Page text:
As well as signalling social class, kitchens provide a gender minefield.  Male politicians like David Cameron (remember webcameron?) like to be seen there to enact not just ordinary bloke-ishness, but also modern fatherhood.  Cameron doled out kids’ breakfast or stacked the dishwasher while discussing his vision for the future.  For women, it’s a double-edged sword to be seen in the kitchen.  As the first female prime minister, Margaret Thatcher used it both to soften her image, cooking for Dennis on the morning of the election, and to show her science credentials, in a BBC2 programme.  Nicola Sturgeon gave an interview in hers in 2015, confessing that she spent little time there – too busy being an effective leader to be in there much.  And she has a point, as the first cry of the sceptic watching women in powerful positions, is to suggest that they get ‘back to the kitchen’, where women belong in their domestic roles.  


Across the pond, kitchen skills have often caused controversy for first ladies: while many were happy to be depicted baking cookies for the nation, Hillary Clinton famously fell foul of public opinion by declaring that she had preferred her profession to homebaking.  Although Michelle Obama was happy to plant a vegetable garden and advocate healthy eating, she distanced herself from any great culinary expertise.  President Obama, meanwhile, was photographed at that temple of masculine cuisine: the barbeque.  In terms of kitchens themselves, American presidents arguably have it easier in terms of public perceptions, as the White House kitchen is famous as a backdrop in its own right, teeming with professional staff to cater for all occasions.  This fact, along with the privileges of gender, make skits like the Onion’s, showing Obama mocked-up in the White House kitchen attempting to cater for a Chinese delegation, work. More recently Trump pitched himself as the gold-plated everyman, laying on a McDonald’s ‘banquet’ when the White House kitchen was out of service.  No scratch cooking for this man’s man.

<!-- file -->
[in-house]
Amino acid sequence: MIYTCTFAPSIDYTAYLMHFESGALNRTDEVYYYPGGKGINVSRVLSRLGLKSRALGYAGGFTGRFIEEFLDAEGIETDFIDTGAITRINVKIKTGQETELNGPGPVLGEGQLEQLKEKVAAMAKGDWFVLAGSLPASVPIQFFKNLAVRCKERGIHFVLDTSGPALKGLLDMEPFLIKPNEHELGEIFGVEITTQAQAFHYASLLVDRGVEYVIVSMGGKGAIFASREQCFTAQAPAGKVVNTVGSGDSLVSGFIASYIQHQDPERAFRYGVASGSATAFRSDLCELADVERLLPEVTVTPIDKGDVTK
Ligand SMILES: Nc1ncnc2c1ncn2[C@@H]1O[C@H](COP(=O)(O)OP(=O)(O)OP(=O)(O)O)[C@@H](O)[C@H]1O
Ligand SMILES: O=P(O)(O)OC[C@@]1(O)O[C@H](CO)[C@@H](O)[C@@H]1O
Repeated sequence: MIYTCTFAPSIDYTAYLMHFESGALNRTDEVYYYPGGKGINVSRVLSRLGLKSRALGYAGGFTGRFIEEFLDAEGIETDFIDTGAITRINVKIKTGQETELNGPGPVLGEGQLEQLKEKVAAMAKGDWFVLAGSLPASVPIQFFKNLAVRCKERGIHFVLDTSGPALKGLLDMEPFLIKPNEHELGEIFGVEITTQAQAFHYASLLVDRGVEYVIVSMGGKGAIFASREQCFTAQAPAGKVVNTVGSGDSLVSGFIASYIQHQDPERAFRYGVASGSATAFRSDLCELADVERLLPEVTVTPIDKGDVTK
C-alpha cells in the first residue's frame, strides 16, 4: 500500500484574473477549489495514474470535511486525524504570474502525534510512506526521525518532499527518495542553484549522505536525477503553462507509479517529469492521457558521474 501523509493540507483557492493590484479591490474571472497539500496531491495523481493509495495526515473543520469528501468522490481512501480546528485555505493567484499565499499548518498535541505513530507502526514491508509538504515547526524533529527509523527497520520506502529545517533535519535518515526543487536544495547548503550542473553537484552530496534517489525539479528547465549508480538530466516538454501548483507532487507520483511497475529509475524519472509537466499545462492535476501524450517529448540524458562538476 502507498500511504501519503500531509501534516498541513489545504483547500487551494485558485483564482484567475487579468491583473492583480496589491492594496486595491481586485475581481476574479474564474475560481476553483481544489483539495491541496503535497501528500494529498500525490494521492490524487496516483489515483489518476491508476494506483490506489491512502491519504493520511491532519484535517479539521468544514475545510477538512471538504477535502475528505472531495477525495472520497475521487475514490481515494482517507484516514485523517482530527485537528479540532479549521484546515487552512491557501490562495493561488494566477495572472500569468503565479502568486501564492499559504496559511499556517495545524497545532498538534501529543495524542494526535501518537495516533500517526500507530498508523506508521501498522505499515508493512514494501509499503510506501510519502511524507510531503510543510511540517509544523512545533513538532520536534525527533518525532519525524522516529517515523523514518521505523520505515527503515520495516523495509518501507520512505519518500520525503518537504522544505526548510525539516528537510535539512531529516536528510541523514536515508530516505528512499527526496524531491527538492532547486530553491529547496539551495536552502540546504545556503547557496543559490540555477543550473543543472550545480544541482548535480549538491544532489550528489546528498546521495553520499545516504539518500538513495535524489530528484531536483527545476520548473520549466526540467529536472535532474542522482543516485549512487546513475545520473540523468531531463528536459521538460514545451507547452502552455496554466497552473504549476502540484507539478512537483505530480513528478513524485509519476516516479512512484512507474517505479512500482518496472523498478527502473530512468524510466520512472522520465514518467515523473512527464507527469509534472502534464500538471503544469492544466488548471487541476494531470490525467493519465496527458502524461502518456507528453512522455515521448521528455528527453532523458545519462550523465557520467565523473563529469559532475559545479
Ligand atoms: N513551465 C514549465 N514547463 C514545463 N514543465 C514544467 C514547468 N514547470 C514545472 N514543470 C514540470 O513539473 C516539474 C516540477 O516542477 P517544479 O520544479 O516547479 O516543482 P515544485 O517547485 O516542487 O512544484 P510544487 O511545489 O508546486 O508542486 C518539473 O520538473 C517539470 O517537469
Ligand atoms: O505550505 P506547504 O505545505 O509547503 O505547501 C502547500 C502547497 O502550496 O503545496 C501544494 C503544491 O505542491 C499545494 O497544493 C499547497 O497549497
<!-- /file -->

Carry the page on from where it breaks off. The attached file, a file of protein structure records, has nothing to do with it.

A final reason why politicians should tread warily in the kitchen is that they have become venues of studied informality.  As Amanda Craig wrote when David Cameron was caught up in the ‘kitchen suppers’ controversy, where the likes of Rebekah Brooks joined him for casual meals in the Cotswolds, the loss of dining rooms from domestic architecture means that kitchens are now intimate spaces where people can relax.  Many cook performatively in view of guests – the performance aspects appealing particularly to the modern hands-on man. And once the cooking is done, everyone dines together in the same warm space. This intimacy is why kitchens are associated with close circles –  ‘kitchen cabinet’ is used to describe leaders’ most trusted allies; and it also why ‘kitchen table’ politics is a phrase used for down-to-earth conversations between representatives and the public.  As Labours’ notorious pink bus campaign for attracting women voters showed, the image of the kitchen table has to be used with care, or it ends up entangled with all that gender and class symbolism once more.